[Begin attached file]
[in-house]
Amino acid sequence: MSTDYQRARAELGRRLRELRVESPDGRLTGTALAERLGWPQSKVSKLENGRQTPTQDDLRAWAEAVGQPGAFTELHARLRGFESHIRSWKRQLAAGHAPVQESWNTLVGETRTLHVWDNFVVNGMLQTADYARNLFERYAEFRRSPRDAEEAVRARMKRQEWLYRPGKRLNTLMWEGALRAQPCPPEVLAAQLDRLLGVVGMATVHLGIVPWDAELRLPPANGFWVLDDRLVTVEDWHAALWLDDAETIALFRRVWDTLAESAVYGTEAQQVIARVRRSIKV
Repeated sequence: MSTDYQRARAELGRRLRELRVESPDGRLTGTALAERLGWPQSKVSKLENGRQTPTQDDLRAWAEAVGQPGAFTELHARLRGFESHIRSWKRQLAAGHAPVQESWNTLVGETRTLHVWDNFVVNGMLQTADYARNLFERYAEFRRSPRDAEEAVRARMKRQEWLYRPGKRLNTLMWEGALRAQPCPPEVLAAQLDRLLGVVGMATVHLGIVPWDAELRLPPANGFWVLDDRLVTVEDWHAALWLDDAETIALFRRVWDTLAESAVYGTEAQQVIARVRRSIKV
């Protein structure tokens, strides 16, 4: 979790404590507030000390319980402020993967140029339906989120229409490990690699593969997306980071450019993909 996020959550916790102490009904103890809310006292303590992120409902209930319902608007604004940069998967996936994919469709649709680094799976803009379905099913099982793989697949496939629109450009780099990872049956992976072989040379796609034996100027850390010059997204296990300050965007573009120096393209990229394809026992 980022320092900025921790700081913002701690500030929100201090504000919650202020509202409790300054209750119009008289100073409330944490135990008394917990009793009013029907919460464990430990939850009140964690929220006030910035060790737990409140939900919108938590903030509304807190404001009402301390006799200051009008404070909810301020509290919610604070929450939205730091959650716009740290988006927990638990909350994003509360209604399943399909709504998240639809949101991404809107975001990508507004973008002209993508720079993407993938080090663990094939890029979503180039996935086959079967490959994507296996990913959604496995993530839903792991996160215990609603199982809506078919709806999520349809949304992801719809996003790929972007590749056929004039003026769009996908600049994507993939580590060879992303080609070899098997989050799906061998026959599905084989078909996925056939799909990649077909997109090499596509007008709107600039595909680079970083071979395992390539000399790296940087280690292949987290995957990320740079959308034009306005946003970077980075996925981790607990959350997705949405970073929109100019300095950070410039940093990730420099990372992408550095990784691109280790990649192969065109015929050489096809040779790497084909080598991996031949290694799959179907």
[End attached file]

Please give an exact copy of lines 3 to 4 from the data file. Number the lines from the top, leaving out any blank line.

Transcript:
Repeated sequence: MSTDYQRARAELGRRLRELRVESPDGRLTGTALAERLGWPQSKVSKLENGRQTPTQDDLRAWAEAVGQPGAFTELHARLRGFESHIRSWKRQLAAGHAPVQESWNTLVGETRTLHVWDNFVVNGMLQTADYARNLFERYAEFRRSPRDAEEAVRARMKRQEWLYRPGKRLNTLMWEGALRAQPCPPEVLAAQLDRLLGVVGMATVHLGIVPWDAELRLPPANGFWVLDDRLVTVEDWHAALWLDDAETIALFRRVWDTLAESAVYGTEAQQVIARVRRSIKV
């Protein structure tokens, strides 16, 4: 979790404590507030000390319980402020993967140029339906989120229409490990690699593969997306980071450019993909 996020959550916790102490009904103890809310006292303590992120409902209930319902608007604004940069998967996936994919469709649709680094799976803009379905099913099982793989697949496939629109450009780099990872049956992976072989040379796609034996100027850390010059997204296990300050965007573009120096393209990229394809026992 980022320092900025921790700081913002701690500030929100201090504000919650202020509202409790300054209750119009008289100073409330944490135990008394917990009793009013029907919460464990430990939850009140964690929220006030910035060790737990409140939900919108938590903030509304807190404001009402301390006799200051009008404070909810301020509290919610604070929450939205730091959650716009740290988006927990638990909350994003509360209604399943399909709504998240639809949101991404809107975001990508507004973008002209993508720079993407993938080090663990094939890029979503180039996935086959079967490959994507296996990913959604496995993530839903792991996160215990609603199982809506078919709806999520349809949304992801719809996003790929972007590749056929004039003026769009996908600049994507993939580590060879992303080609070899098997989050799906061998026959599905084989078909996925056939799909990649077909997109090499596509007008709107600039595909680079970083071979395992390539000399790296940087280690292949987290995957990320740079959308034009306005946003970077980075996925981790607990959350997705949405970073929109100019300095950070410039940093990730420099990372992408550095990784691109280790990649192969065109015929050489096809040779790497084909080598991996031949290694799959179907």